2. Great post. The D&D boards have been on fire about this approach to combat lately. So much so, that I've compiled a list of good "Outs" to combat on there. Check it out sometime:

    1. I saw that post and loved it. Unfortunately, I read it after I wrote this article. I'll give you a shout out next week though.


Post a Comment

Popular posts from this blog

D&DNext and the Despair Deck

"Fear attracts the fearful." - Darth Maul
In May of 2011 (which seems like forever ago), Wizards of the Coast released a 4th Edition supplement entitled The Shadowfell: Gloomwrought and Beyond.  One of the coolest things to come in the box set was a deck of 30 cards called the Despair Deck.  The deck, to quote from the campaign guide, "represents the unnatural behaviors and neuroses that can come over those who visit the Shadowfell."  I would like to that statement one step farther and say that the deck represents behaviors and neuroses that come over those who visit any place of horror.  Flipping through the deck, the cards are separated into three main categories: Fear, Apathy, and Madness.  Such traits create good roleplaying opportunities, as well as further demonstrating the horrors that adventurers face on a regular basis.

I thought the Despair Deck was a great addition to special encounters and events for D&D, and I've really wanted to c…

Revisiting the Trinket Lord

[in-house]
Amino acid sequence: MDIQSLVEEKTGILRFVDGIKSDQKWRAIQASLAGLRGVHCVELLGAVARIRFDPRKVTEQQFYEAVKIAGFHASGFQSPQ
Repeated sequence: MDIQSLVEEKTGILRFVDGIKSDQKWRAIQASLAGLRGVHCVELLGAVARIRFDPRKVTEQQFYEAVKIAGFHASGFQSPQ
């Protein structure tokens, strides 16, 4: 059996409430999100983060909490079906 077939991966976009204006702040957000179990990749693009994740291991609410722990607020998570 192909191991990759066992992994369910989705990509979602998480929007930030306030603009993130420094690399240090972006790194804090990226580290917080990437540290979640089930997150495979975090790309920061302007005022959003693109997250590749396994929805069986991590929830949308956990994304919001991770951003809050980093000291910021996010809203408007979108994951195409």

As I’ve gone back to dive into the options that are 4e D&D, I took another hard look at something near and dear to my heart: my 4e published article, The Trinket Lord. Published in Dungeon 205 (August 2012), it was another article in the Court of Stars series about the Archfey. With GenCon 2017 occurring right now, I figured it's a good time to talk about such things again.  I had always found the Court of Stars articles extremely intriguing and full of adventure hooks, but when I pitched this article, only two existed, The Prince of Frost (Dragon 374) and the Bramble Queen (Dungeon 185).
The Trinket Lord was originally pitched back in April 2012, when WotC accepted article submissions for their Dragon and Dungeon magazines. My contact for the entire process was Greg Bilsland (which was a major “whoa!” moment for me). I consider my relatively short interactions with Greg to have been extremely insightful, as he gave me a good mix of compliments and critiques and helped me im…

The Evils of Fey

"They were big and little creatures. Some were hairy with long, thin tails, and some had noses long as pokers. Some had bulging eyes and some had 20 toes. In they came -- crashing through the door, sliding down the chimney, crawling through the windows. They shouted and cried. They banged pots and pans. They twirled their tails and tapped their toes upon the wooden floor. He watched as the trolls gobbled the food and threw the plates and drank everything in sight. They continued to shout and scream, to scratch the walls and pound the floors and slap their tails upon the table. The tiny trolls were the worst of all. They screamed at the top of their lungs and pulled each others' tails." - The Brothers Grimm
In the previous post, I wrote about broadening the use of monsters in my campaigns.  I mentioned my love for the fey and the Feywild, and how I was trying to step away from it.  In today's post, I want to embrace the fey, and write about all of the wild i…